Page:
Well, there’s a little comfort in knowing I’m not the only one. But the thing that bugs me most is my first unit didn’t seem to suffer the problem. Of course, it’s also entirely possible I never went out to the extremes at times where that would matter. I dunno. Bumming me out a little though. I hope it all gets fixed soon.
My opinion is never trust optical. Measure your piece and mock it up in illustrator. Put everything exactly where you want it there, and run a test engrave on cardboard/paper to see if the placement looks good IRL. If it does, run it on the final material.
Optical is nice for cutting stuff out of scrap, but its not reliable for extreme accuracy - Especially when the camera is attached to something that moves, and is adjustable.
Weird thing was how it went away. Here is a test screen overlay on cardboard. The targets are over the cutouts in the cardboard. Screenshot right after printing. Still pretty close. Bigger shift in the top right, but the cardboard isn’t dead flat so there is some error there.
This is disappointing.
Interesting we’ve different results. How can they possibly fix it if it’s inconsistent?
As I was saying earlier in the day… MATH! Or in this case…
Extracting distorted grid points for compensation of lens radial nonlinearities.
A way to improve object placement
Use the head camera.
I am experiencing the exact SAME issue and I notified support about it yesterday. I sent the the below before and after shots to support, and the notified me its something they are working on.
The worrisome thing is, before last week this machine was pretty dead on alignment. So I hope its something they can fix.
I have been doing what @takitus has suggested and laying everything out in illustrator until the alignment gets a little better.
The annoying thing is I find myself leaving a 1/4" gap around my work area to account for alignment offset, which is a waste of material.
I’ve seen it get better in the last six months. I’ve seen it get more offset at times while there was an software change, but then it always comes back with an improvement. After the big addition of more usable area in May, that made the center part of alignment get much better. Whatever they are working on for the GFUI code, there have been improvements. But as was recently stated by support, the best way to align is the center of the machine; that doesn’t mean you shouldn’t be getting good results at the perimeter, just not sub millimeter accuracy at this point.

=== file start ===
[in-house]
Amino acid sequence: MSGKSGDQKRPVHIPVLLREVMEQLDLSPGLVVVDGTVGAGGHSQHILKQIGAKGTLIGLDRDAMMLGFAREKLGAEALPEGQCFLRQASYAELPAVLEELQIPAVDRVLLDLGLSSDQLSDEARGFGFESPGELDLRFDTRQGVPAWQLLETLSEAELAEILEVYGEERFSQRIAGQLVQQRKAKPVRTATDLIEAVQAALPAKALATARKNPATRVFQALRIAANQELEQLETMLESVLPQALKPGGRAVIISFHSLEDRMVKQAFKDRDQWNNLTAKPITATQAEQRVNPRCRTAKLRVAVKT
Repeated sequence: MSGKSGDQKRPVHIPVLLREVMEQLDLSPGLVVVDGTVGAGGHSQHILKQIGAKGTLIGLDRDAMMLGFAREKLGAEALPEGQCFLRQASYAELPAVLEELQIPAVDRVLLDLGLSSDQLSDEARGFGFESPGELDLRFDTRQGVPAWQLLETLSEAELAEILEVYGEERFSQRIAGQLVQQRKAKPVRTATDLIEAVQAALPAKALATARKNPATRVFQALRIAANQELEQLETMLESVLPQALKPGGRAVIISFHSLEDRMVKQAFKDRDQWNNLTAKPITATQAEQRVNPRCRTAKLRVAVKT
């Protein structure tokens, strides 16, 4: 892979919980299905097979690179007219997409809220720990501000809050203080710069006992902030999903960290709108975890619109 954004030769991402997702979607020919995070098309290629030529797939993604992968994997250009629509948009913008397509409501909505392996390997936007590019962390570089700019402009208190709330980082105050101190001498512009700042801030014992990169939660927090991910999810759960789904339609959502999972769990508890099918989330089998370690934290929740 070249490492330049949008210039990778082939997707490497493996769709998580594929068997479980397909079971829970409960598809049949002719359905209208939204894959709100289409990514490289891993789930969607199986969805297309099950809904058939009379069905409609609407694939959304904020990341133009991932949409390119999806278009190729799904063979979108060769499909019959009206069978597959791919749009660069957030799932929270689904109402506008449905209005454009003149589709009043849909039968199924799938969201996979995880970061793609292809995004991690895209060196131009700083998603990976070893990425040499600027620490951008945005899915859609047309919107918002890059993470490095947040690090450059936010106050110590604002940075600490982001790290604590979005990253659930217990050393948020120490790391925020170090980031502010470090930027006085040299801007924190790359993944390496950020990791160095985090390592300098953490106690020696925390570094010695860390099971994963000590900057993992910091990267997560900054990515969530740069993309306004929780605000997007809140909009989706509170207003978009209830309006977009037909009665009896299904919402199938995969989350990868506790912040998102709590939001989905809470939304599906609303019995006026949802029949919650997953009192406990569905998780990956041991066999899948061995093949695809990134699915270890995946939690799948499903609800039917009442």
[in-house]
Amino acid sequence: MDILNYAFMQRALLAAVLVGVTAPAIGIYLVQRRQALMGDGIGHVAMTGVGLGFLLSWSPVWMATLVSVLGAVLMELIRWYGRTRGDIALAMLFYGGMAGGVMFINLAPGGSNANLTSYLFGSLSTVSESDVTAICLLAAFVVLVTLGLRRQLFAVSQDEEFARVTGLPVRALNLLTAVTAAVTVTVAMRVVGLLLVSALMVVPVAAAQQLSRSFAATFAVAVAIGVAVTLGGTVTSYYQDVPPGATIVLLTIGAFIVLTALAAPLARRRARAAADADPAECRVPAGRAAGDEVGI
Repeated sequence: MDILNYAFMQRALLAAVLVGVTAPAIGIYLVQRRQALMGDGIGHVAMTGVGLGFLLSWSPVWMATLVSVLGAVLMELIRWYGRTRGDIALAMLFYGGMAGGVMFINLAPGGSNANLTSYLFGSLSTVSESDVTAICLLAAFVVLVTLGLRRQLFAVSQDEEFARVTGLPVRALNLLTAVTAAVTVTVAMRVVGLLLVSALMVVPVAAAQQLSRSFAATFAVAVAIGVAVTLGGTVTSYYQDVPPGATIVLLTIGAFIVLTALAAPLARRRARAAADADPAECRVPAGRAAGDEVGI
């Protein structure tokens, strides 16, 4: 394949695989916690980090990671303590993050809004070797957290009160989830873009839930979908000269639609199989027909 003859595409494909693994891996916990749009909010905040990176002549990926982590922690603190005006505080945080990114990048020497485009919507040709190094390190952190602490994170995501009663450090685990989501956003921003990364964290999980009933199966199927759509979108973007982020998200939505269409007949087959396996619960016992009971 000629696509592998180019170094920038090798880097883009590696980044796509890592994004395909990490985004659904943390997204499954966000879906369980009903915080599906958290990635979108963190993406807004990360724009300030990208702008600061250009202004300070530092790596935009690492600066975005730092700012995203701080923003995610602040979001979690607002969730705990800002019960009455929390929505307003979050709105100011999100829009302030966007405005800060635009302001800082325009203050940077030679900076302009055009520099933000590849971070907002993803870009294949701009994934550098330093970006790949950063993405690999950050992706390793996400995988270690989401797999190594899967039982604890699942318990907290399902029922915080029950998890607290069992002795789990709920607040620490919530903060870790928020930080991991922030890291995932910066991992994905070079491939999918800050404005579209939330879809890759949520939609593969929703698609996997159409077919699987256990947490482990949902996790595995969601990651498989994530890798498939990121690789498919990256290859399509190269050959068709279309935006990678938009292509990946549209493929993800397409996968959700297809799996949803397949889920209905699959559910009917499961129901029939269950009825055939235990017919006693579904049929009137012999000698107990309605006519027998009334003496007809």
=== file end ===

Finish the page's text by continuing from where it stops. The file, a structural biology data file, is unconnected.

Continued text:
If it worked great before, that’s really super encouraging to me, since it was probably a software change that caused it. There be geometry and optics and math here…
When I start my other project that will have VERY tight tolerances for the top and bottom of the material, I’m planning on running a light score around the outlines just to make sure everything will appear where it should, before I laser, score, cut the final piece. It’s the only way I know to REALLY see if something is aligned properly.
I have never tested the accuracy of my camera, mostly because I have had great success with cutting small shapes out of scraps and never felt the need. I am also expecting that once the head camera is enabled we will have pretty extreme registration capabilities. This thread has peaked my interest in the exact tolerance of my bed camera however, so I decided to run some tests.
I created a 1" grid pattern and scored onto some scrap cardboard. The cardboard was not a very good test material however because it had both bowing/warping issues as well as I measured pretty inconsistent thicknesses ranging from .16" to .175. I used .17" as my initial value for the focus height. I placed magnets around the parameter in an effort to minimize warping issues, but there was still some areas hovering above the bed.
Bed image before scoring, focus set to .17"